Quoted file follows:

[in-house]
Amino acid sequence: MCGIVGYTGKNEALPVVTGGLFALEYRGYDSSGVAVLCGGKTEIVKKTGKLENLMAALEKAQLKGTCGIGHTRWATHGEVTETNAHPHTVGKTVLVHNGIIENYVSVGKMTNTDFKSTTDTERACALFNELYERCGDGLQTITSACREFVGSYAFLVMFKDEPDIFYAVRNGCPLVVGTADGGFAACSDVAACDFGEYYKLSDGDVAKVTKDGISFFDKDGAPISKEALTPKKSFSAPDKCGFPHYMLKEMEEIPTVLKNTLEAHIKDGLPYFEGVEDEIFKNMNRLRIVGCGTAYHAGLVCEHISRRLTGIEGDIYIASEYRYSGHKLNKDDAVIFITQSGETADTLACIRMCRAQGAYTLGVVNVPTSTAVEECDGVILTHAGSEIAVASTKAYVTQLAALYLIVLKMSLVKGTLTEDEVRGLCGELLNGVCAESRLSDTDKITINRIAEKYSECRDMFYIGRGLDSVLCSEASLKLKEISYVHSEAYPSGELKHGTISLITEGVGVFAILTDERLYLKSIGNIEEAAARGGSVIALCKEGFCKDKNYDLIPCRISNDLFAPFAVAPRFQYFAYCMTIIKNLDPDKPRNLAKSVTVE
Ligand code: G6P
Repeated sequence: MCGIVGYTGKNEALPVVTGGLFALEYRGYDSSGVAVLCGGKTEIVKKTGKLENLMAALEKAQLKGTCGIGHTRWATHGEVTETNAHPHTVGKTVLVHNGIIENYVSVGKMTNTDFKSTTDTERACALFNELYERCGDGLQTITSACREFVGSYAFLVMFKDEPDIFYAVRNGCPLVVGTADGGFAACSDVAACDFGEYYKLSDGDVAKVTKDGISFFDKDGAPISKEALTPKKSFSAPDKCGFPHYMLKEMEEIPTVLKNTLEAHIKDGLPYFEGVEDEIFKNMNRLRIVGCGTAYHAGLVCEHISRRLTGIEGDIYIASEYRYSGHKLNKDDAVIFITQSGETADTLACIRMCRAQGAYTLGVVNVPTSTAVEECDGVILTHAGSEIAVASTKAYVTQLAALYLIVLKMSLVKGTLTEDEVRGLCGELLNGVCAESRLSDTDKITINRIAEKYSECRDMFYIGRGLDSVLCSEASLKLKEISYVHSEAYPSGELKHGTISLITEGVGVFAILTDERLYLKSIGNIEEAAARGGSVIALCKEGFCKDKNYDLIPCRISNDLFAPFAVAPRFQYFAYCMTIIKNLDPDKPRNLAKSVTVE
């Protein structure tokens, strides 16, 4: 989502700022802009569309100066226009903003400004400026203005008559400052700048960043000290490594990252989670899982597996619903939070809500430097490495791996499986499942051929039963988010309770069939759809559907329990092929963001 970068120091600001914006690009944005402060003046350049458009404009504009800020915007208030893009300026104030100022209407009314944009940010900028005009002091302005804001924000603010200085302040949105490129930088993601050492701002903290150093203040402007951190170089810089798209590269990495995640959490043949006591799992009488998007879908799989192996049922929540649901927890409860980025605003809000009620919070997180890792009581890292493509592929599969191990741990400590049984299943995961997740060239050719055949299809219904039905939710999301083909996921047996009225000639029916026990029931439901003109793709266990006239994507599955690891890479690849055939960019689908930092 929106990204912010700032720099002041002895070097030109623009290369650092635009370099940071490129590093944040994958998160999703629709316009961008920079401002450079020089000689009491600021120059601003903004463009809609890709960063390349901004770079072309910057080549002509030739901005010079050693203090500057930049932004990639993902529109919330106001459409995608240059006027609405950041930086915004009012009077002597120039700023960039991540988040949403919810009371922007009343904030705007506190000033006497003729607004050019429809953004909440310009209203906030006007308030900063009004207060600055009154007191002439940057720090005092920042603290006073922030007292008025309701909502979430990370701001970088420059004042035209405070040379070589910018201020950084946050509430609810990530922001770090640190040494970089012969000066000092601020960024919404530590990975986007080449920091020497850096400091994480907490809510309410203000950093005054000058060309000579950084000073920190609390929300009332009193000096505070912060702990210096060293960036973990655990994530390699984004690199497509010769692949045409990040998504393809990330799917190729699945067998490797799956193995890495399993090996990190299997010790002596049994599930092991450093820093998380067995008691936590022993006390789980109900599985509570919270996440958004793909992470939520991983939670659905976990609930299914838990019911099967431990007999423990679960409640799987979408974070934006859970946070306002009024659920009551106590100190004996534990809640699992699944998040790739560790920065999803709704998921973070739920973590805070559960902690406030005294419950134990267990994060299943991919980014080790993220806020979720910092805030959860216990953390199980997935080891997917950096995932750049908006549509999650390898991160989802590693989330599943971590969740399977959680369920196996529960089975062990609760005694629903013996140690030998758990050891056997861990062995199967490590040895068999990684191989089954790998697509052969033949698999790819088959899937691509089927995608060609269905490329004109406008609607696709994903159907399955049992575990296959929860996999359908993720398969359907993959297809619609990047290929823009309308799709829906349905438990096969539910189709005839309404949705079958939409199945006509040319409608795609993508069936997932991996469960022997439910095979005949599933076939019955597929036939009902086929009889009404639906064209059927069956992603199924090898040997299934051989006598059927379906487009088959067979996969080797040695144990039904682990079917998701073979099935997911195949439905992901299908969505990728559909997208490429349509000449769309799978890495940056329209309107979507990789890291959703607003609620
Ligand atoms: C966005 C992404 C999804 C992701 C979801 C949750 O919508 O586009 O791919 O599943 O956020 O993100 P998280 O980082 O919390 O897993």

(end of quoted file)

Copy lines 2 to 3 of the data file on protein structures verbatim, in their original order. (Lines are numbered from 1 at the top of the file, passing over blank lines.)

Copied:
Amino acid sequence: MCGIVGYTGKNEALPVVTGGLFALEYRGYDSSGVAVLCGGKTEIVKKTGKLENLMAALEKAQLKGTCGIGHTRWATHGEVTETNAHPHTVGKTVLVHNGIIENYVSVGKMTNTDFKSTTDTERACALFNELYERCGDGLQTITSACREFVGSYAFLVMFKDEPDIFYAVRNGCPLVVGTADGGFAACSDVAACDFGEYYKLSDGDVAKVTKDGISFFDKDGAPISKEALTPKKSFSAPDKCGFPHYMLKEMEEIPTVLKNTLEAHIKDGLPYFEGVEDEIFKNMNRLRIVGCGTAYHAGLVCEHISRRLTGIEGDIYIASEYRYSGHKLNKDDAVIFITQSGETADTLACIRMCRAQGAYTLGVVNVPTSTAVEECDGVILTHAGSEIAVASTKAYVTQLAALYLIVLKMSLVKGTLTEDEVRGLCGELLNGVCAESRLSDTDKITINRIAEKYSECRDMFYIGRGLDSVLCSEASLKLKEISYVHSEAYPSGELKHGTISLITEGVGVFAILTDERLYLKSIGNIEEAAARGGSVIALCKEGFCKDKNYDLIPCRISNDLFAPFAVAPRFQYFAYCMTIIKNLDPDKPRNLAKSVTVE
Ligand code: G6P